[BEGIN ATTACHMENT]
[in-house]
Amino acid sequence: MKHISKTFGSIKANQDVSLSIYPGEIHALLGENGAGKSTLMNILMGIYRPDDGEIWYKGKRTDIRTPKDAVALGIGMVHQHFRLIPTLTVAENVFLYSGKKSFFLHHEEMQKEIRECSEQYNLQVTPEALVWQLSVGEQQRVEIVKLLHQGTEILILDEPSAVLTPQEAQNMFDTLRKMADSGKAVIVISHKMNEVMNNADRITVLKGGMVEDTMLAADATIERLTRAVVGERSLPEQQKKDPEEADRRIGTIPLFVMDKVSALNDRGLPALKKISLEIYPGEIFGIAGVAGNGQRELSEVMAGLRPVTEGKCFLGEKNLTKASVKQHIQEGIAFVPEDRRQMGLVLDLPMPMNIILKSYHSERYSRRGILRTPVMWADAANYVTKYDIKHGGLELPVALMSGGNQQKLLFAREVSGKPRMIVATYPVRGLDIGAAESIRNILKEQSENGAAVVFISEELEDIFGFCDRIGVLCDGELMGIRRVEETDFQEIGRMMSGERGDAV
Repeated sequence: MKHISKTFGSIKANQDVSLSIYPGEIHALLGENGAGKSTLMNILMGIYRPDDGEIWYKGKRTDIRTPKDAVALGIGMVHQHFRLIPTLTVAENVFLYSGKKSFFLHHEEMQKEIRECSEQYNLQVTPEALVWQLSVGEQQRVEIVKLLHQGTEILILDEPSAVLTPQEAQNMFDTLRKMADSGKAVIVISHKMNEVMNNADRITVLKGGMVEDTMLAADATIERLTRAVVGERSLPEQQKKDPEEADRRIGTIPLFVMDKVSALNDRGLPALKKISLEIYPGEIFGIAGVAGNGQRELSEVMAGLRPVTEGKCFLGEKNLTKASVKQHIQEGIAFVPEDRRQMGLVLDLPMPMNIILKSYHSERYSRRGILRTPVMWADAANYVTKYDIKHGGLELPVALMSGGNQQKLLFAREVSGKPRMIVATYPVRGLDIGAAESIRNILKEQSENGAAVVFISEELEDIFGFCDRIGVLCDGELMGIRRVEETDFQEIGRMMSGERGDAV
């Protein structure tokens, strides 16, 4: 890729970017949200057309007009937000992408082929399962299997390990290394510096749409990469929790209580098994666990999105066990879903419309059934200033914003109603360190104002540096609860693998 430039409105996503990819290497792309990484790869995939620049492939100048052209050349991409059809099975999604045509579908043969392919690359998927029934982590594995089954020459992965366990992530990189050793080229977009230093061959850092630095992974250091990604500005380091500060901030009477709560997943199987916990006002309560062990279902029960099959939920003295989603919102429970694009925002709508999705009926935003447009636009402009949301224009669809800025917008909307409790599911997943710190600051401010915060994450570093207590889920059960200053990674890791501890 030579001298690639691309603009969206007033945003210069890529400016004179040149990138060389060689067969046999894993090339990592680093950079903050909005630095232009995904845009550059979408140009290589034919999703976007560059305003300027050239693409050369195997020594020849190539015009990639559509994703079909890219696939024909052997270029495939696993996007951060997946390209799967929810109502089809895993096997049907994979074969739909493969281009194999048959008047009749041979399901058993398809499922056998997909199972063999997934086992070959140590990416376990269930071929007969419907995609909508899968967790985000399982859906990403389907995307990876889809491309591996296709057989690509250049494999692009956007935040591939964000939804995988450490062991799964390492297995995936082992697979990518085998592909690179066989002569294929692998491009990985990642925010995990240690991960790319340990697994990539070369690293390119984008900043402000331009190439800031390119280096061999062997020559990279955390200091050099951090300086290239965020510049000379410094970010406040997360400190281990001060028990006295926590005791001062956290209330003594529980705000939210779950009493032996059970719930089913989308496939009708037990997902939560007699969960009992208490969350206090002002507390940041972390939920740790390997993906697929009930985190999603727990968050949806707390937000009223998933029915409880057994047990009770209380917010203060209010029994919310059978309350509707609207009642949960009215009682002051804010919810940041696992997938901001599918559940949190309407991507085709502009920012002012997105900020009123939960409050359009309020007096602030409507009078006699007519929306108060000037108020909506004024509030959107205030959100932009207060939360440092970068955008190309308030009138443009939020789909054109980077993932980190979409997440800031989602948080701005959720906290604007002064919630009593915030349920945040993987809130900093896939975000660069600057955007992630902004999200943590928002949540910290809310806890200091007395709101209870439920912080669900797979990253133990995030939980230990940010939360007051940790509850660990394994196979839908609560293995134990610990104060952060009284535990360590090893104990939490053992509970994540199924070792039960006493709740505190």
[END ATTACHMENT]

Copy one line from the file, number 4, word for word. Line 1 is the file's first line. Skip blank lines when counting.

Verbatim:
């Protein structure tokens, strides 16, 4: 890729970017949200057309007009937000992408082929399962299997390990290394510096749409990469929790209580098994666990999105066990879903419309059934200033914003109603360190104002540096609860693998 430039409105996503990819290497792309990484790869995939620049492939100048052209050349991409059809099975999604045509579908043969392919690359998927029934982590594995089954020459992965366990992530990189050793080229977009230093061959850092630095992974250091990604500005380091500060901030009477709560997943199987916990006002309560062990279902029960099959939920003295989603919102429970694009925002709508999705009926935003447009636009402009949301224009669809800025917008909307409790599911997943710190600051401010915060994450570093207590889920059960200053990674890791501890 030579001298690639691309603009969206007033945003210069890529400016004179040149990138060389060689067969046999894993090339990592680093950079903050909005630095232009995904845009550059979408140009290589034919999703976007560059305003300027050239693409050369195997020594020849190539015009990639559509994703079909890219696939024909052997270029495939696993996007951060997946390209799967929810109502089809895993096997049907994979074969739909493969281009194999048959008047009749041979399901058993398809499922056998997909199972063999997934086992070959140590990416376990269930071929007969419907995609909508899968967790985000399982859906990403389907995307990876889809491309591996296709057989690509250049494999692009956007935040591939964000939804995988450490062991799964390492297995995936082992697979990518085998592909690179066989002569294929692998491009990985990642925010995990240690991960790319340990697994990539070369690293390119984008900043402000331009190439800031390119280096061999062997020559990279955390200091050099951090300086290239965020510049000379410094970010406040997360400190281990001060028990006295926590005791001062956290209330003594529980705000939210779950009493032996059970719930089913989308496939009708037990997902939560007699969960009992208490969350206090002002507390940041972390939920740790390997993906697929009930985190999603727990968050949806707390937000009223998933029915409880057994047990009770209380917010203060209010029994919310059978309350509707609207009642949960009215009682002051804010919810940041696992997938901001599918559940949190309407991507085709502009920012002012997105900020009123939960409050359009309020007096602030409507009078006699007519929306108060000037108020909506004024509030959107205030959100932009207060939360440092970068955008190309308030009138443009939020789909054109980077993932980190979409997440800031989602948080701005959720906290604007002064919630009593915030349920945040993987809130900093896939975000660069600057955007992630902004999200943590928002949540910290809310806890200091007395709101209870439920912080669900797979990253133990995030939980230990940010939360007051940790509850660990394994196979839908609560293995134990610990104060952060009284535990360590090893104990939490053992509970994540199924070792039960006493709740505190």